From Kirkus Reviews:

" . . .postmodern backward glance at Hemingwayesque bullfighting ethos, recast as a macho conflict between artists in southern Mexico. First-novelist/Artist's Magazine columnist Innis can't help but feel sorry for Isaac Sherderval, a struggling Impressionist painter who, in 1970, takes a teaching gig at an American art school in southern Mexico in order to forget his failed marriage- -as well as his forgettable songwriting day job. But what begins as a quaint, American-in-paradox, fish-out-of-water tale in the scenic if sorry town of San Miguel de Allende soon becomes a mano a mano contest between Sherderval and Heinrich Guerber, a German-born pop artist who's achieved wealth and notoriety among the New York art crowd by painting over works by well-known French and American Impressionists. Guerber, who's making a triumphal return to his alma mater, tells Sherderval that he finds only cruelty and barbarity in bullfighting--whereupon Sherderval counters by praising it as a solemn, vital cultural ritual that resonates with his own artistic endeavors. The two agree to try the cape before inexperienced bulls at a nearby ranch, with the prize being Guerber's slender, model-beautiful girlfriend Memori. In a brilliantly executed scene, Guerber suffers an easy success but lacks the courage to go up against a formidable beast. And Sherderval embarrasses, then redeems himself, not through courage, but through a series of accidents that inadvertently express his romantic indifference to danger. Sherderval's fling with Memori and Innis's message--that artists need unequal portions of solitude, historical tradition, and appreciation--are forgotten when sore-losing Guerber falsely accuses Sherderval of harboring drugs. Sherderval flees with his windy artist friend Sturgeon Boswell, who prattles on about what is or isn't good for artists and saves Sherderval from a fate worse than marriage. Amusing, pretentiously anti-pretentious, portrait of the artist as an earnest schlemiel, leavened with an ironic, Hemingwayesque admiration of its south-of-the-border setting."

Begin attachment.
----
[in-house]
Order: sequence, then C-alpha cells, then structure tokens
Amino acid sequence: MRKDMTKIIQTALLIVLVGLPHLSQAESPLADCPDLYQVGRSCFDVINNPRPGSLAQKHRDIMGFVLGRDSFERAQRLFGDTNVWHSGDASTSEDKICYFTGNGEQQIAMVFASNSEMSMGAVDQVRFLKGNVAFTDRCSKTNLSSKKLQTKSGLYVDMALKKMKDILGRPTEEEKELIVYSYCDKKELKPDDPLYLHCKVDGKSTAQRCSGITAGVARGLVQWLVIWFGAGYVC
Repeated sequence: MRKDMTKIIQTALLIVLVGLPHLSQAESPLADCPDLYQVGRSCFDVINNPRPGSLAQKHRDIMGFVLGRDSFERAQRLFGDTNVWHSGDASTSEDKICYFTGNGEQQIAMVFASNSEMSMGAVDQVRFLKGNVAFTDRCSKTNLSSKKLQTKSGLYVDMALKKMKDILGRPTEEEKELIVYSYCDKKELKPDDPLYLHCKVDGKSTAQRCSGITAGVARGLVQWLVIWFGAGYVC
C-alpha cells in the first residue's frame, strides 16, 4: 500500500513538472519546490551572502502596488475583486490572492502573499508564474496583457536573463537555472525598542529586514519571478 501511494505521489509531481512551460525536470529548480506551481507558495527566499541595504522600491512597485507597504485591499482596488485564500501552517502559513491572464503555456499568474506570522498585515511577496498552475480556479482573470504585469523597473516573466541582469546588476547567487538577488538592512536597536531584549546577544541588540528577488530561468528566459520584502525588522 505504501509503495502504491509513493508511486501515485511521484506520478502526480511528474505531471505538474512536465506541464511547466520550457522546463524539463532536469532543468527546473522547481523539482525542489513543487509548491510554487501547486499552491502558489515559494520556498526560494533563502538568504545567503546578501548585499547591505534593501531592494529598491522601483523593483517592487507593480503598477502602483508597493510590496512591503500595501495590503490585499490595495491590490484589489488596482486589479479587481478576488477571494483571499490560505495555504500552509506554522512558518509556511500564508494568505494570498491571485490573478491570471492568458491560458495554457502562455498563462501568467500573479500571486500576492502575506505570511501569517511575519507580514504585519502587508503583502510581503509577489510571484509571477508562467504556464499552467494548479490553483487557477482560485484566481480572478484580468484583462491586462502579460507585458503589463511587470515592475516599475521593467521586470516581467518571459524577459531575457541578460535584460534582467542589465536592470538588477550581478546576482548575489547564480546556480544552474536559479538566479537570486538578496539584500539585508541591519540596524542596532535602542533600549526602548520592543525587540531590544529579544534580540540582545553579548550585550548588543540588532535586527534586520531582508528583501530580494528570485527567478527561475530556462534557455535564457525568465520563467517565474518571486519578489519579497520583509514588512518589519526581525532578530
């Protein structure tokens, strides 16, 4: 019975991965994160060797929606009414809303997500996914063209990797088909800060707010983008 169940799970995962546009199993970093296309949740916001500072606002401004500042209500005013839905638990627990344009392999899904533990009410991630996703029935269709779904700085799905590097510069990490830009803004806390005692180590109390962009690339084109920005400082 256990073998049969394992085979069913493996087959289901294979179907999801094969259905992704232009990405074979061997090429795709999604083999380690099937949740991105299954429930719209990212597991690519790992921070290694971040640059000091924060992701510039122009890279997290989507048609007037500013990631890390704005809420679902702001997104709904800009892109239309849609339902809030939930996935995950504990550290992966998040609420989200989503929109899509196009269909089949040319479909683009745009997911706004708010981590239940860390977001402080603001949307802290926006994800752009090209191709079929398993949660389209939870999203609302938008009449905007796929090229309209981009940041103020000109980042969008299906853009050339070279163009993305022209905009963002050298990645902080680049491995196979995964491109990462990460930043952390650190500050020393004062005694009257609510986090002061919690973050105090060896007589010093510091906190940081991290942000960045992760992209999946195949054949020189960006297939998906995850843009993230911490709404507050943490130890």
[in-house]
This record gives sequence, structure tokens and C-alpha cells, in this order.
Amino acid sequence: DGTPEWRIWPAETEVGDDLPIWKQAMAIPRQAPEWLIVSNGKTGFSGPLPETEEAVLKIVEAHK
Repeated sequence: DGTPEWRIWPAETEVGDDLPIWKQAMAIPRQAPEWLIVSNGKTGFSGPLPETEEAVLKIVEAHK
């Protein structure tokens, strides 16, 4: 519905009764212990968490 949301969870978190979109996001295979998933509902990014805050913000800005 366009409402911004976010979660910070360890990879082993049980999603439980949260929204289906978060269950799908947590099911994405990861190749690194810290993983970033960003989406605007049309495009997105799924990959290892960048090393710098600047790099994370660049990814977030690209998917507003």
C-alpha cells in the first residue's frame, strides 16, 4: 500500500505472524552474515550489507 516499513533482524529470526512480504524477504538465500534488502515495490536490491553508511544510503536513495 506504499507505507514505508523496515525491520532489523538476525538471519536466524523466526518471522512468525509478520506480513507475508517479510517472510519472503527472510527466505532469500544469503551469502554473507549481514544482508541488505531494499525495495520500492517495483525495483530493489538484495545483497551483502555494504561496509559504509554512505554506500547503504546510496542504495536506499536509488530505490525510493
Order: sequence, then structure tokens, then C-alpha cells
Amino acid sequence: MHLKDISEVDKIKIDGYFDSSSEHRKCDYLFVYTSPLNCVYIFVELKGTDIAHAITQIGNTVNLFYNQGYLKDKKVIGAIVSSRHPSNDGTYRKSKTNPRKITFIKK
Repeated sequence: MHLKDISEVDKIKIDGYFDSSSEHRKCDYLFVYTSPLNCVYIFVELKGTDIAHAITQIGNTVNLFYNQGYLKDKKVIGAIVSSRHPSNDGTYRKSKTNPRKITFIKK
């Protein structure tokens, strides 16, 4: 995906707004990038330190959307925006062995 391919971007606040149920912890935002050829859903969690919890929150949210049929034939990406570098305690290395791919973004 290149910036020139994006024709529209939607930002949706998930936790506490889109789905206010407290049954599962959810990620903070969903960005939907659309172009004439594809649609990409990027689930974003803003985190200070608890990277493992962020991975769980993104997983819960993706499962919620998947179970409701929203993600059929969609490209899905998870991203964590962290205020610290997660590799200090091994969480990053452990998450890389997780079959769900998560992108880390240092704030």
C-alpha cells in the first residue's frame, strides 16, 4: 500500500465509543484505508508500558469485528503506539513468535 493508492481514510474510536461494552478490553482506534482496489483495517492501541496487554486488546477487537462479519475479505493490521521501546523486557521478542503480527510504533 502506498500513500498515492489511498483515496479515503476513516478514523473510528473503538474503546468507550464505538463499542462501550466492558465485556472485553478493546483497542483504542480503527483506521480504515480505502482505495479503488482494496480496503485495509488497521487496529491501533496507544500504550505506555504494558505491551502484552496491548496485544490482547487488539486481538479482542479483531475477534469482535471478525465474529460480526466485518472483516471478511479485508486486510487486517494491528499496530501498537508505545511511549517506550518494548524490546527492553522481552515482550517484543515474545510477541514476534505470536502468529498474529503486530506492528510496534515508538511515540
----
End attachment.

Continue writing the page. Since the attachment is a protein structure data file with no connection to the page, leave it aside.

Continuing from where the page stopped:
Artists Excel In Running Of The Bull By Clay Reynolds


Not too long ago, a novel as sensitively written as this would not have aroused much notice among readers. But these days, with large commercial publishing companies turning away from any story that doesn't have a strong female protagonist, six or seven erotic scenes and the usual complement of Uzis and car chases to make it marketable, finding a book that aspires to be literarily artistic is a rarity.

At first blush, the story here is familiar, and so is the situation. Isaac Sherederval, artist, sometime song lyricist, sometime journalist, arrives in San Miguel, about six hours by train from Mexico City. Remote and somewhat primitive, the hamlet is the home of a large art colony of American students and tourists, all come to Mexico to discover their talents.


A painter, Isaac is subjected to the myopic confusion of the school's chief administrator, Bill Spencer. Spencer has no recollection of hiring Isaac or of needing a painting instructor. He has, however, just lost a teacher of sculpting, so Isaac is set to work instructing those classes.


The first third of the novel, roughly, is involved with Isaac's period of adjustment to conservative Mexican mores and to a typically American academy, where no one cares who is teaching the classes so long as the enrollment is up.


Deliberately reminiscent of Hemingway's Jacob Barnes right down to the "wound" - he is fleeing a bad marriage and is without much money - Isaac's background is sketchily presented. He apparently has lived on both coasts, as well as in border towns.